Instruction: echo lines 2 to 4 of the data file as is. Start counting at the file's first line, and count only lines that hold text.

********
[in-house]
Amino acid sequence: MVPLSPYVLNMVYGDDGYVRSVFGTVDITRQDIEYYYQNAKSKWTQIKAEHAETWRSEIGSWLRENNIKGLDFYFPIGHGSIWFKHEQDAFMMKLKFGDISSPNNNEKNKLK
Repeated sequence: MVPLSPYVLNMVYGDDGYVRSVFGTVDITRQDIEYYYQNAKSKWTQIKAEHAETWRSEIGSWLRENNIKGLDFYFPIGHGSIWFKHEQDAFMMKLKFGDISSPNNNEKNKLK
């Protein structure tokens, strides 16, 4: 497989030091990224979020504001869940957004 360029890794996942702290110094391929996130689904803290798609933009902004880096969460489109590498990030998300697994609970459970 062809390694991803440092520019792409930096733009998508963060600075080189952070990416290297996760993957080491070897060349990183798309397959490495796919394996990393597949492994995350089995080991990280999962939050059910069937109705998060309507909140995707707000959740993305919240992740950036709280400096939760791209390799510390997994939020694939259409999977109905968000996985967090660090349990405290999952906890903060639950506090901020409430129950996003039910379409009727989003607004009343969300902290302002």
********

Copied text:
Amino acid sequence: MVPLSPYVLNMVYGDDGYVRSVFGTVDITRQDIEYYYQNAKSKWTQIKAEHAETWRSEIGSWLRENNIKGLDFYFPIGHGSIWFKHEQDAFMMKLKFGDISSPNNNEKNKLK
Repeated sequence: MVPLSPYVLNMVYGDDGYVRSVFGTVDITRQDIEYYYQNAKSKWTQIKAEHAETWRSEIGSWLRENNIKGLDFYFPIGHGSIWFKHEQDAFMMKLKFGDISSPNNNEKNKLK
């Protein structure tokens, strides 16, 4: 497989030091990224979020504001869940957004 360029890794996942702290110094391929996130689904803290798609933009902004880096969460489109590498990030998300697994609970459970 062809390694991803440092520019792409930096733009998508963060600075080189952070990416290297996760993957080491070897060349990183798309397959490495796919394996990393597949492994995350089995080991990280999962939050059910069937109705998060309507909140995707707000959740993305919240992740950036709280400096939760791209390799510390997994939020694939259409999977109905968000996985967090660090349990405290999952906890903060639950506090901020409430129950996003039910379409009727989003607004009343969300902290302002």